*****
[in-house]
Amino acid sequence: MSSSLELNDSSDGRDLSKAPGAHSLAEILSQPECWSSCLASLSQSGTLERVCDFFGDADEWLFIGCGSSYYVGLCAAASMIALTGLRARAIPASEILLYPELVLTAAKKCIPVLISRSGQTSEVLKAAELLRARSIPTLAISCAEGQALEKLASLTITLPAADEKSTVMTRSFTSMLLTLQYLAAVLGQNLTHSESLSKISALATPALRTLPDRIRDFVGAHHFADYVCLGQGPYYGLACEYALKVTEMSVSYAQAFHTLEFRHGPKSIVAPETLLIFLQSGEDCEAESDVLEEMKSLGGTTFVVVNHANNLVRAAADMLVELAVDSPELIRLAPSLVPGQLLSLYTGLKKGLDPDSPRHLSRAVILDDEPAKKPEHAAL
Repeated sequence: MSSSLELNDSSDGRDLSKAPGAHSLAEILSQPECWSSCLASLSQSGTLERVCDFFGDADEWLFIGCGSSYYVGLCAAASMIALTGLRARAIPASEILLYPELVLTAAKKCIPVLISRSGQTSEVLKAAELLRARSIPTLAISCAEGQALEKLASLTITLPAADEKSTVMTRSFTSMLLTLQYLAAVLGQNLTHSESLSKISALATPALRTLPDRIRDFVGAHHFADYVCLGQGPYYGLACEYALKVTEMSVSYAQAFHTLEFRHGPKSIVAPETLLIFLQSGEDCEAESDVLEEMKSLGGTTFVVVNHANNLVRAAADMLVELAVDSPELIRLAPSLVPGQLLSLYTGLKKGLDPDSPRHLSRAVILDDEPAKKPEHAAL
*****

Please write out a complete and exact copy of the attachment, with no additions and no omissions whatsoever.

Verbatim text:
[in-house]
Amino acid sequence: MSSSLELNDSSDGRDLSKAPGAHSLAEILSQPECWSSCLASLSQSGTLERVCDFFGDADEWLFIGCGSSYYVGLCAAASMIALTGLRARAIPASEILLYPELVLTAAKKCIPVLISRSGQTSEVLKAAELLRARSIPTLAISCAEGQALEKLASLTITLPAADEKSTVMTRSFTSMLLTLQYLAAVLGQNLTHSESLSKISALATPALRTLPDRIRDFVGAHHFADYVCLGQGPYYGLACEYALKVTEMSVSYAQAFHTLEFRHGPKSIVAPETLLIFLQSGEDCEAESDVLEEMKSLGGTTFVVVNHANNLVRAAADMLVELAVDSPELIRLAPSLVPGQLLSLYTGLKKGLDPDSPRHLSRAVILDDEPAKKPEHAAL
Repeated sequence: MSSSLELNDSSDGRDLSKAPGAHSLAEILSQPECWSSCLASLSQSGTLERVCDFFGDADEWLFIGCGSSYYVGLCAAASMIALTGLRARAIPASEILLYPELVLTAAKKCIPVLISRSGQTSEVLKAAELLRARSIPTLAISCAEGQALEKLASLTITLPAADEKSTVMTRSFTSMLLTLQYLAAVLGQNLTHSESLSKISALATPALRTLPDRIRDFVGAHHFADYVCLGQGPYYGLACEYALKVTEMSVSYAQAFHTLEFRHGPKSIVAPETLLIFLQSGEDCEAESDVLEEMKSLGGTTFVVVNHANNLVRAAADMLVELAVDSPELIRLAPSLVPGQLLSLYTGLKKGLDPDSPRHLSRAVILDDEPAKKPEHAAL